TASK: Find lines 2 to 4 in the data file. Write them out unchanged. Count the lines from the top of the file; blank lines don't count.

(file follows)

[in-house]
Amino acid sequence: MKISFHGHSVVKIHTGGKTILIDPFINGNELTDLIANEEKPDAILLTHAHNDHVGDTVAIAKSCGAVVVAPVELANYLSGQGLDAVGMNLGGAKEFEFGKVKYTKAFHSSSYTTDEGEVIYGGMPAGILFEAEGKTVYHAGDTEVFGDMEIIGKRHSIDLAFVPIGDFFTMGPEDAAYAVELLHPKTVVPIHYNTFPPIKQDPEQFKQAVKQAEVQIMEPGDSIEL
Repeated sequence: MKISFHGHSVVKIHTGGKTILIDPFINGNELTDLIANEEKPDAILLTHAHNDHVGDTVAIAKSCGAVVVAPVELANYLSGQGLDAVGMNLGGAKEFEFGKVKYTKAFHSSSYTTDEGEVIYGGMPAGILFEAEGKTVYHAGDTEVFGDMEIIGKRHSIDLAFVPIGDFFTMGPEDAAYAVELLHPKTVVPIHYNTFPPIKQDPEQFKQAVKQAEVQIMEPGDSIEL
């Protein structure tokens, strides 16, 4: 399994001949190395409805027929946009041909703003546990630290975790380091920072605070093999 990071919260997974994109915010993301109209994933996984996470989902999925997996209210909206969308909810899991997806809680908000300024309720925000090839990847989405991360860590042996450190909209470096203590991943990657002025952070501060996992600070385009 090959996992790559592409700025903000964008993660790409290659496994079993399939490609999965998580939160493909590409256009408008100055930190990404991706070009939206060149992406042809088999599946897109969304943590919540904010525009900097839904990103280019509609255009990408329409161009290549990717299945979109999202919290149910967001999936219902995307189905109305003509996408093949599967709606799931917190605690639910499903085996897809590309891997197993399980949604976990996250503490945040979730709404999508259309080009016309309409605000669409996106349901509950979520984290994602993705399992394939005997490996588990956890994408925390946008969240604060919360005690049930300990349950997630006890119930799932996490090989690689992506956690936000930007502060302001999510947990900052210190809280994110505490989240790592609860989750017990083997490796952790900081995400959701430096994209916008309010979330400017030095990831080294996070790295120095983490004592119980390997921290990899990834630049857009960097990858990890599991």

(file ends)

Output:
Amino acid sequence: MKISFHGHSVVKIHTGGKTILIDPFINGNELTDLIANEEKPDAILLTHAHNDHVGDTVAIAKSCGAVVVAPVELANYLSGQGLDAVGMNLGGAKEFEFGKVKYTKAFHSSSYTTDEGEVIYGGMPAGILFEAEGKTVYHAGDTEVFGDMEIIGKRHSIDLAFVPIGDFFTMGPEDAAYAVELLHPKTVVPIHYNTFPPIKQDPEQFKQAVKQAEVQIMEPGDSIEL
Repeated sequence: MKISFHGHSVVKIHTGGKTILIDPFINGNELTDLIANEEKPDAILLTHAHNDHVGDTVAIAKSCGAVVVAPVELANYLSGQGLDAVGMNLGGAKEFEFGKVKYTKAFHSSSYTTDEGEVIYGGMPAGILFEAEGKTVYHAGDTEVFGDMEIIGKRHSIDLAFVPIGDFFTMGPEDAAYAVELLHPKTVVPIHYNTFPPIKQDPEQFKQAVKQAEVQIMEPGDSIEL
């Protein structure tokens, strides 16, 4: 399994001949190395409805027929946009041909703003546990630290975790380091920072605070093999 990071919260997974994109915010993301109209994933996984996470989902999925997996209210909206969308909810899991997806809680908000300024309720925000090839990847989405991360860590042996450190909209470096203590991943990657002025952070501060996992600070385009 090959996992790559592409700025903000964008993660790409290659496994079993399939490609999965998580939160493909590409256009408008100055930190990404991706070009939206060149992406042809088999599946897109969304943590919540904010525009900097839904990103280019509609255009990408329409161009290549990717299945979109999202919290149910967001999936219902995307189905109305003509996408093949599967709606799931917190605690639910499903085996897809590309891997197993399980949604976990996250503490945040979730709404999508259309080009016309309409605000669409996106349901509950979520984290994602993705399992394939005997490996588990956890994408925390946008969240604060919360005690049930300990349950997630006890119930799932996490090989690689992506956690936000930007502060302001999510947990900052210190809280994110505490989240790592609860989750017990083997490796952790900081995400959701430096994209916008309010979330400017030095990831080294996070790295120095983490004592119980390997921290990899990834630049857009960097990858990890599991």